At the recent Solar Power International trade show in Salt Lake City, Utah, part of the larger North America Smart Energy Week, pv magazine met with Hank Wang, President of the Americas Region at the Chinese inverter manufacturer Sungrow. The company expects to ship 2 GW of products to North American markets this year with utility-scale products making up the bulk of these shipments.
In the U.S. utility-scale market bankability is a key metric, since generally these projects involve non-recourse financing, making dependable PV brands a key criterion. In August, Sungrow became one of the few inverter companies to be ranked 100% bankable by Bloomberg New Energy Finance (BNEF). In its latest survey this summer BNEF had asked banks, developers and technical due diligence firms to list PV brands they considered bankable. Companies surveyed could select from among 17 inverter manufacturers. While 17 hardly captures all inverter manufacturers and is still a much smaller list than the 40+ suppliers BNEF tracks on the module bankability side, it does provide useful guidance to market participants.
In fact, this survey marks the first time that BNEF has collected opinions on the bankability of inverter manufacturers and it will be interesting to see the traction this survey gets in the industry this year and next year. It certainly makes sense to not only monitor bankability on the module side, but also assess bankability with the other key PV system component, the inverter. For BNEF one challenge in doing so is the fact that inverters are less of a commodity product, since they perform multiple functions, some of which are tied to the requirements of the local electricity grid. This makes the inverter market more localized, rendering a global survey more challenging.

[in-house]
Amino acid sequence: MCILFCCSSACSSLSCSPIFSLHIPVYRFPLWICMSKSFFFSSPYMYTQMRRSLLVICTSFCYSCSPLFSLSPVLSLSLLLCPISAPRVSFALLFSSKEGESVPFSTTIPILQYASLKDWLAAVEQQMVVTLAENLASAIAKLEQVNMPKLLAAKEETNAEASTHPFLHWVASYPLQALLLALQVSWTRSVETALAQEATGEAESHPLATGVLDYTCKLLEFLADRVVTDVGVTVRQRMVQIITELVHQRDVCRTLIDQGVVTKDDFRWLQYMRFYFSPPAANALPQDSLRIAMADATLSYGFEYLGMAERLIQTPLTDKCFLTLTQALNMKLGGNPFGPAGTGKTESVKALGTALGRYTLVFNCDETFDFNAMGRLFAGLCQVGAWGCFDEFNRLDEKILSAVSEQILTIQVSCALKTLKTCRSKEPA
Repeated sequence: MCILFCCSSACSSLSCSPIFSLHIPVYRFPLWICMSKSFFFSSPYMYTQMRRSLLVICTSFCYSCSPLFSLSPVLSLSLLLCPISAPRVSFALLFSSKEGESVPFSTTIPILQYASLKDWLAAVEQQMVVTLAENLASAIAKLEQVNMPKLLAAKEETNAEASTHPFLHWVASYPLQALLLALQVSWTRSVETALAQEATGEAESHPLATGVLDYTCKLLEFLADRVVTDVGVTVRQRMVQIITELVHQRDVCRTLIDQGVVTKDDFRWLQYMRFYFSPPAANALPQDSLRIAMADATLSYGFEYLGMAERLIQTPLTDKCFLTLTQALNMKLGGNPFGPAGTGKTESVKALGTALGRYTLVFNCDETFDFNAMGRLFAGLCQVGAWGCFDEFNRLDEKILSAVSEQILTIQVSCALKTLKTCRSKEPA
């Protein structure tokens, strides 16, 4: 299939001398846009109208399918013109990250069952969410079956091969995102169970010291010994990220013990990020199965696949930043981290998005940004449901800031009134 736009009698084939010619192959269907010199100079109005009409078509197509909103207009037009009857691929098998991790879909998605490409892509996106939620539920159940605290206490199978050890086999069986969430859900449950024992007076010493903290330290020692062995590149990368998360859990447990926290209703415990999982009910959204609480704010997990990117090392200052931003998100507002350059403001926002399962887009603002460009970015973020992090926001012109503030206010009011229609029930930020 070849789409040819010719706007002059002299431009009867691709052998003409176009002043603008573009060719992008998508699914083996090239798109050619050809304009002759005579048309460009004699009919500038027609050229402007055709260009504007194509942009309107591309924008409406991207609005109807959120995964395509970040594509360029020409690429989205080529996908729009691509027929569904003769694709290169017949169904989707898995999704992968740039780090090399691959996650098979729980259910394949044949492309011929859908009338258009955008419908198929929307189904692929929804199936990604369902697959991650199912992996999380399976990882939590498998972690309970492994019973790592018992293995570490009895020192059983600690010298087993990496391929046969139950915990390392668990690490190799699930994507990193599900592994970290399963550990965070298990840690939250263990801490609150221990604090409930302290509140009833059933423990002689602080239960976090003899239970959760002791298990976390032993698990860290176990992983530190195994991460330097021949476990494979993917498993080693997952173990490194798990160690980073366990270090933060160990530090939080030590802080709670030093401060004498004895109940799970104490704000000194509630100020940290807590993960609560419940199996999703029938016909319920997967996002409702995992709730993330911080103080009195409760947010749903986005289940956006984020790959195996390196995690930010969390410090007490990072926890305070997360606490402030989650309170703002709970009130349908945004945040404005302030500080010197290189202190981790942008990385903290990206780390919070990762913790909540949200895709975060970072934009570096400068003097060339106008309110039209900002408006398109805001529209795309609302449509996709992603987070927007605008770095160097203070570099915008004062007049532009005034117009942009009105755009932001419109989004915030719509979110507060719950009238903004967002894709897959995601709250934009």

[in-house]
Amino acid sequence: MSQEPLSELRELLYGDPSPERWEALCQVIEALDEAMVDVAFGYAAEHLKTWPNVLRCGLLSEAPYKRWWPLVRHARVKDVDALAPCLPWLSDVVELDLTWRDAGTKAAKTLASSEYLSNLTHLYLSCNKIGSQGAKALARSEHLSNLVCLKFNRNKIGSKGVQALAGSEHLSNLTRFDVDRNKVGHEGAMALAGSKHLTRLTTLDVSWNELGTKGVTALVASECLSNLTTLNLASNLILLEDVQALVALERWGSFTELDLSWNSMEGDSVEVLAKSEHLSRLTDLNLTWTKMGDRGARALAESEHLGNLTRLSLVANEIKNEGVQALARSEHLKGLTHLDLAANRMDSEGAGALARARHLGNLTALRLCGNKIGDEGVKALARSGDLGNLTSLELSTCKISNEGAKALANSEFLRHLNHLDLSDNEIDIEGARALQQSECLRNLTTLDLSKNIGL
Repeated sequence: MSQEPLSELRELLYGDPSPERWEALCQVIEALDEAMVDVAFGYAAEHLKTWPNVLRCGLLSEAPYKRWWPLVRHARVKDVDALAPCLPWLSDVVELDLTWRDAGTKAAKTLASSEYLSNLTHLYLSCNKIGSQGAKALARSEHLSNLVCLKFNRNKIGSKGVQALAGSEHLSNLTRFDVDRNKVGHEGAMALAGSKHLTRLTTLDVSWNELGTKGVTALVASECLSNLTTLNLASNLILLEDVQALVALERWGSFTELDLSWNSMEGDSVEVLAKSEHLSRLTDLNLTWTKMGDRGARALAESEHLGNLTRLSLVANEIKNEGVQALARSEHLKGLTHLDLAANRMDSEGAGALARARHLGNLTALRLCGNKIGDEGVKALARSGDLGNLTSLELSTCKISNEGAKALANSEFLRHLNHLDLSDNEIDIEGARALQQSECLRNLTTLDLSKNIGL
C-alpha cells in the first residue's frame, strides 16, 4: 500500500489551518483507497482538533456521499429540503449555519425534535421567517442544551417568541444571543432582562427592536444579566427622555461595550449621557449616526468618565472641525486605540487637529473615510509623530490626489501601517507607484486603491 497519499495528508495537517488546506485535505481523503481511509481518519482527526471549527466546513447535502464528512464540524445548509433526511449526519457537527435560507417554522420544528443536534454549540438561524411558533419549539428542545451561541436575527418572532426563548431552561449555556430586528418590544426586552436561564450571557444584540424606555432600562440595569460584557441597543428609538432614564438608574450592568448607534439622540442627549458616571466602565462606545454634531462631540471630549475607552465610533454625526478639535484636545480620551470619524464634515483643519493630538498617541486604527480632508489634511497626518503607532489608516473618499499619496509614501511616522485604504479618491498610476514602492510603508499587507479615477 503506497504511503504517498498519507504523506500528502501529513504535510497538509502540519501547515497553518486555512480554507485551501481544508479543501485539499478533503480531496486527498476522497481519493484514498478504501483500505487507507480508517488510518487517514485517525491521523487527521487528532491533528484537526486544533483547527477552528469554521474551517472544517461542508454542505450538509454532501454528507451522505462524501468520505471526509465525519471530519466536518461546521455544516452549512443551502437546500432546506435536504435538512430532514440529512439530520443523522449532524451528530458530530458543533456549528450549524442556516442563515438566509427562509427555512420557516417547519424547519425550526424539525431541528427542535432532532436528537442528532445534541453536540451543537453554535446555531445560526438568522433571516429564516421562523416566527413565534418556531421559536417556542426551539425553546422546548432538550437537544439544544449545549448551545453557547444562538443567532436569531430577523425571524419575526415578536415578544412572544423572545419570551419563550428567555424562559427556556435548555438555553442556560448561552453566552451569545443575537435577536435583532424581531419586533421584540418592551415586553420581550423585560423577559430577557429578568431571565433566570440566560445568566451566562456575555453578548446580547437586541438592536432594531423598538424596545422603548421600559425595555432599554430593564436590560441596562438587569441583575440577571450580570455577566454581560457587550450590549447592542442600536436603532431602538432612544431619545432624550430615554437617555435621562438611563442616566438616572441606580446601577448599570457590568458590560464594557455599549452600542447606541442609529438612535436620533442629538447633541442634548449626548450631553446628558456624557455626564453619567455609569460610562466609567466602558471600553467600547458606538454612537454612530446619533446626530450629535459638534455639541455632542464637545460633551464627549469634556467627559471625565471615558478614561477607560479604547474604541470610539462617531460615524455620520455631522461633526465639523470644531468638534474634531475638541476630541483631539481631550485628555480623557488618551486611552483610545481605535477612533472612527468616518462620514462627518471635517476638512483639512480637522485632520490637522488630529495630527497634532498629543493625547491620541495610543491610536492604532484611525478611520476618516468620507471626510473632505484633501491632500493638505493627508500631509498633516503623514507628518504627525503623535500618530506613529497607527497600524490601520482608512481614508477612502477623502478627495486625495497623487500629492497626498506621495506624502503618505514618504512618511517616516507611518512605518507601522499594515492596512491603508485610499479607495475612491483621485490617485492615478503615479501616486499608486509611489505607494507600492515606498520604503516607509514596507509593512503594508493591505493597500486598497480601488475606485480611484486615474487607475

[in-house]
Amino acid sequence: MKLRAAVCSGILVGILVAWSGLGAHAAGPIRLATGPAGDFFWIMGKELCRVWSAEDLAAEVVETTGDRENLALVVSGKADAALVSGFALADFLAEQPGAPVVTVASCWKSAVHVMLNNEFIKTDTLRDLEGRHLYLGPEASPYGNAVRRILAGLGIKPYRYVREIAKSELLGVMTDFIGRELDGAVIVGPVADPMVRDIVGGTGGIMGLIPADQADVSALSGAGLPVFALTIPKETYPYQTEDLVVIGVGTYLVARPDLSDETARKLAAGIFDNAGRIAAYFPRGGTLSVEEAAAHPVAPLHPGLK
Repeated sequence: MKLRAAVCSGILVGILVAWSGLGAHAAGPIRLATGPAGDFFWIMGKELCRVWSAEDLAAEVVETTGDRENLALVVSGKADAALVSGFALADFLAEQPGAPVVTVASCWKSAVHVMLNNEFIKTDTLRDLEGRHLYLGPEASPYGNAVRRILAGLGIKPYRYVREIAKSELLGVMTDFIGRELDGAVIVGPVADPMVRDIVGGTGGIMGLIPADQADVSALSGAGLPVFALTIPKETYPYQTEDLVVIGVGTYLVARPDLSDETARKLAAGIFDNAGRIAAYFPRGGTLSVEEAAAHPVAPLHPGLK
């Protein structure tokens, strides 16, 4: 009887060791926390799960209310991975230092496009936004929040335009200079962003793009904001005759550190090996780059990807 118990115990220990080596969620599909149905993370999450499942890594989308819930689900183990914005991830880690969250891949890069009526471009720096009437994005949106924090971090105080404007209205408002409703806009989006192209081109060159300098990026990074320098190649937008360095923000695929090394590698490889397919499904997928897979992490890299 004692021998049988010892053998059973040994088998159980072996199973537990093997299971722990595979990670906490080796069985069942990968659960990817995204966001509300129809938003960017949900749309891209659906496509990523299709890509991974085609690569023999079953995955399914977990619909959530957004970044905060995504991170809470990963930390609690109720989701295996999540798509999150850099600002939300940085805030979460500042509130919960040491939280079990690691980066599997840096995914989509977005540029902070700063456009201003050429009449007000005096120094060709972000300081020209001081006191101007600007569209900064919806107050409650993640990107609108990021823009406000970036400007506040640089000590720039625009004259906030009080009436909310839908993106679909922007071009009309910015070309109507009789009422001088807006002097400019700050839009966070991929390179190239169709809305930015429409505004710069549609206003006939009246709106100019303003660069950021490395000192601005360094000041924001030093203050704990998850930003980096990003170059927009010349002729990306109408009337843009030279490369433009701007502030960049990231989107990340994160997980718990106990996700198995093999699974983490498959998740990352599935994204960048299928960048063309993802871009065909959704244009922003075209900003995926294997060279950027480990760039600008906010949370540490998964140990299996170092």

U.S. grid requirements are especially rigorous, so that some inverter manufacturers have opted to play in other markets, leaving the U.S. market to suppliers who have the R & D and technical resources to handle this long list of requirements. For example, Sungrow’s flagship central inverter solution SG3150/2500U-MV complies with UL 1741, UL 1741 SA, IEEE 1547, Rule 21 and NEC 2014/2017, while also allowing grid support, including L/HVRT, L/HFRT, as well as active and reactive power control and power ramp rate control.
Hank Wang sees this solution as the company’s core offering this year and next year, but for 2021 he sees the company’s string inverters playing a more prominent role, both in the utility-scale segment and in the commercial & industrial (C & I) segment. At its SPI booth the company showcased its new SG250HX string inverter, which the manufacturer claims is the most powerful 1500Vdc string inverter in the world. The SG250HX was officially launched at Intersolar Europe this May and together with the new SG33CX-US and SG55CX-US, these new string inverters promise to provide interesting options to North American PV developers and EPCs looking for a string inverter to drive their large utility-scale and C & I systems.
On the bankability front the new BNEF survey is undoubtedly very helpful. What helps as well are high-profile projects with prominent developers in exciting states like Texas. Wang highlights Sungrow’s success in supplying the largest PV project in Texas, a large leading European firm’s Roadrunner project in Upton County, which consists of one 252 MW phase to be completed this year and another 245 MW phase to be completed next year, amounting to a very big 497 MW overall.